Passenger-Cargo ship TEIZUI MARU:
Tabular Record of Movement

© 2010-2014 Bob Hackett, Peter Cundall and Erich Muehlthaler
Revision 2

E 1926:
Bremen, Germany. Laid down at Deschimag (Deutsche Schiff- & Maschinenbau A. G.) at A. G. Weser yard, building number 870, as a 8,428-ton passenger-cargo ship for Norddeutscher Lloyd (North German Lloyd) Line (NDL), Bremen.

October 1927:
Launched and named MOSEL, call sign DOFA.

10 December 1927:
Completed. Officially delivered to Norddeutscher Lloyd.

In NDL's Europe-Far East service including visits to Australia and New Zealand.

6 August 1933:
Gulf of Aden. Runs aground 8 nautical miles E of Ras al Ara (12-36N, 43-55E). Refloated by throwing part of the cargo over board and by the assistance of a salvage tug. Despite the grounding, the ship´s hull sustains no damage at all.

2 August 1939:
Departs Dairen (former Port Arthur), Manchuria for Bremen under Captain Fritz Leussner.

19 August 1939:
Gulf of Siam. Calls at Ko Si Chang and begins loading a cargo of rice.

3 September 1939: World War II Begins:
Still at Ko Si Chang because loading work is not yet finished. Due to the start of war, laid-up at Ko Si Chang.

22 July 1941:
Departs Ko Si Chang for Japan.

9 September 1941:
The Japanese assign signal letters JWKQ to MOSEL for safe passage through Japanese controlled waters.

22 September 1941:
Arrives at Kobe.

24 December 1941:
Yokohama. Drydocked for repairs in No. 1 Dock at Mitsubishi Jukogyo (Heavy Industries) Senkyo (Dock).

29 December 1941:
Leaves Mitsubishi Yokohama No. 1 Dock.

29 August 1942:
Yokohama. Drydocked for repairs in No. 1 Dock at Mitsubishi Jukogyo Senkyo.

4 September 1942:
Leaves dock.

18 September 1942:
MOSEL's signal letters are changed to JGCR.

2 November 1942:
Tokyo. MOSEL is officially confiscated by the German Government and placed at the disposal of the German naval attaché, Vizeadmiral Paul Wennecker (former CO of Panzerschiff DEUTSCHLAND/LÜTZOW) and Deutscher Admiral Ostasien (German Admiral, East Asia) who time-charters the ship to the Japanese Government´s wholly owned Teikoku Senpaku K.K. (Imperial Steamship Co.), Tokyo.

Renamed TEIZUI MARU and assigned signal letters JGCR, port of registry is now Tokyo. Thereafter, TEIZUI MARU is entrusted to Daido Kaiun K.K., Kobe for operation. The same month, control of the ship is transferred to Senpaku Uneikai (Shipping Control Authority).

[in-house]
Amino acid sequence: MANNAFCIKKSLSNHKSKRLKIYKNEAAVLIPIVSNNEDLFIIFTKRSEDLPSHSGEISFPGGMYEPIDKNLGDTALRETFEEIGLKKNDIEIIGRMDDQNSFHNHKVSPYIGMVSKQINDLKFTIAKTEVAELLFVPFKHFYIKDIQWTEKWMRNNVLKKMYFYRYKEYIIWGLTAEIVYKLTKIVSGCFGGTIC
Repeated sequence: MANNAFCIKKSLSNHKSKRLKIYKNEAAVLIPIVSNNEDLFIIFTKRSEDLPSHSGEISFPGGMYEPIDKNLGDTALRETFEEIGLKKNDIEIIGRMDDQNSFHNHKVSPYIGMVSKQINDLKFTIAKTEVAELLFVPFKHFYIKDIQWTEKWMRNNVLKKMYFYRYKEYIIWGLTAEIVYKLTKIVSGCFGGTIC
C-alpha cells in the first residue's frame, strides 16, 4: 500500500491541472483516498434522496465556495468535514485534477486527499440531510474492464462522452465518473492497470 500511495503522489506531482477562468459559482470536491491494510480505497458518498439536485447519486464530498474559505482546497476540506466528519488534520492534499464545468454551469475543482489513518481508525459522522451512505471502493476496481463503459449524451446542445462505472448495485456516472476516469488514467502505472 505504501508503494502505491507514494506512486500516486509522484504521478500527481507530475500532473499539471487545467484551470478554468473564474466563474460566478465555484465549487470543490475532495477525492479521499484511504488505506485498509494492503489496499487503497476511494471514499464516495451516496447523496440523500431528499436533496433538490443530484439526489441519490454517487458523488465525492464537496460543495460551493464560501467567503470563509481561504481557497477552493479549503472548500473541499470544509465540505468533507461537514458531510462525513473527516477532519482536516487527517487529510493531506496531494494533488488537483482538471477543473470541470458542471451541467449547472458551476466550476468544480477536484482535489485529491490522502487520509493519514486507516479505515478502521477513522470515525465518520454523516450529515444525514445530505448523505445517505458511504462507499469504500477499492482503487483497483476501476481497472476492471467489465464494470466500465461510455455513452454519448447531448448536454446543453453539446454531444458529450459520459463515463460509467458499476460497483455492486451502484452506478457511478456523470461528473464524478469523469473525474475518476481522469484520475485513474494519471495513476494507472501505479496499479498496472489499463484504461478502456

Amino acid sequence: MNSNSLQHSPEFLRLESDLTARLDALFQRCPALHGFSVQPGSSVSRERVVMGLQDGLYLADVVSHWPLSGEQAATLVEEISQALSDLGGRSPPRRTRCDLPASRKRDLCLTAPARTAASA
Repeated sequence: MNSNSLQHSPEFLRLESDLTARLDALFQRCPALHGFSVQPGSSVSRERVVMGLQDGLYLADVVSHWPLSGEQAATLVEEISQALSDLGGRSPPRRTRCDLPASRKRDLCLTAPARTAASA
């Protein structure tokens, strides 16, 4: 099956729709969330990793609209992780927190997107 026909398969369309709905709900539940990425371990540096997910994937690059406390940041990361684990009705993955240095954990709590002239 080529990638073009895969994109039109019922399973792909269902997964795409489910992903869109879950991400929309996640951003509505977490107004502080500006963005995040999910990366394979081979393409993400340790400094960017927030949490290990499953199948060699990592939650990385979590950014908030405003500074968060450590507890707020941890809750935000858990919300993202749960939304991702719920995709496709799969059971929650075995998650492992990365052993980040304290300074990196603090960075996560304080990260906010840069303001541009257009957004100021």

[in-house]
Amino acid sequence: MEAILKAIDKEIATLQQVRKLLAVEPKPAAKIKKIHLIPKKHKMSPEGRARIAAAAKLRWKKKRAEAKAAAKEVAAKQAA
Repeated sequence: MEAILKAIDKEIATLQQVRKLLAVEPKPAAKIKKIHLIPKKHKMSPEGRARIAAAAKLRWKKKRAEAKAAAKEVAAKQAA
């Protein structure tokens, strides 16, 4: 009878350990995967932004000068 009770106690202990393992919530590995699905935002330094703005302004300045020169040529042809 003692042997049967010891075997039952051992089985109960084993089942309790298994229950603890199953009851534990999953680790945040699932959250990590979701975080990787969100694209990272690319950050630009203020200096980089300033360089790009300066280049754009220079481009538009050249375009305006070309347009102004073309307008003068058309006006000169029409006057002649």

4 July 1943:
Departs Kushimoto in convoy 8705A also consisting of YAMAZURU MARU and one unidentified ship escorted by minelayer NARYU. En route to Yuranai TEIZUI MARU breaks down and is detached from the convoy.

12 October 1943:
At 1000 departs Miike.

15 October 1943:
At 1900 due to arrive at Kirun.

21 October 1943:
Due to depart Kirun for Moji.

2 March 1944:
At 1300 arrives at Kirun from Naha.

20 March 1944:
At 0600 departs Kirun for Mutsure.

22 March 1944:
ENE of Okinawa between Oshima and Amami Oshima. At 1350 (I), lookouts aboard LtCdr (later Vice Admiral) Arnold F. Schade’s (USNA ’33) USS GROWLER (SS-215) spot what is taken to be an unescorted cargo ship of about 3,000 tons. At 1443 (I), fires four stern torpedoes at TEIZUI MARU that miss in an unsuccessful attack at 27-55N, 129-15E. Two previously unseen “patrol boats” counterattack with DCs, but Schade evades. At 1700 (I), USS GROWLER comes to periscope depth and spots four escorts, but Schade takes USS GROWLER out of harm’s way.

25 April 1944:
At 1600 arrives at Kirun from Miike.

8 May 1944:
At 0500 departs Kirun for Osaka.

1 June 1944:
Departs Osaka.

8 June 1944:
Arrives at Dairen.

18 June 1944:
Departs Dairen.

21 June 1944:
Arrives at Kobe.

30 June 1944:
Departs Kobe and shifts to nearby Osaka.

28 July 1944:
Departs Osaka and shifts to Kobe.

10 August 1944:
Departs Kobe.

17 August 1944:
Arrives at Dairen.

1 September 1944:
Departs Dairen.

6 September 1944:
Arrives at Osaka.

26 September 1944:
Departs Osaka and arrives at Kobe.

5 October 1944:
Departs Kobe.

13 October 1944:
Arrives at Dairen.

3 November 1944:
Departs Dairen.

9 November 1944:
Arrives at Osaka.

20 November 1944:
Osaka. Enters Hitachi Zosen dockyard for repairs.

13 March 1945:
Osaka. Sustains light damage during a B-29 “Superfortress” heavy bomber fire raid.

19 March 1945:
Osaka. Sustains further light damage from a B-29 attack.

13 April 1945:
At 1000 (JST), departs Dairen for Kobe.

18 April 1945:
Off Yawata, Japan. At 1535 (JST), TEIZUI MARU strikes a mine laid by USAAF 20th Air Force B-29 bombers 200 meters outside No. 1 Swept Channel in the Western entrance to Shimonoseki Stait at about 34-05N-130-50E. The mine explodes between holds No. 4 and No 5. Water floods into the engine and boiler rooms and cannot be stopped with bilge pumps. Therefore, ship is beached in a small bay at Kamo-Shima, at the entrance to Yoshimi harbor, Yamaguchi Prefecture. No casualties are sustained. Prospects for salvaging the ship and cargo appear good, but due to rapidly deteriorating war situation TEIZUI MARU is finally given up and abandoned.

August 1945: Cessation of Hostilties:
Surrendered to the Allies still grounded and abandoned.

December 1945:
An official survey of operable or salvable Japanese Merchant Vessels lists TEIZUI MARU still grounded by mine off Yoshimi with salvability undetermined. Nevertheless, TEIZUI MARU receives SCAJAP designation T045.

Authors Note:
Thanks to Gilbert Casse of France..

Bob Hackett, Peter Cundall and Erich Muehlthaler

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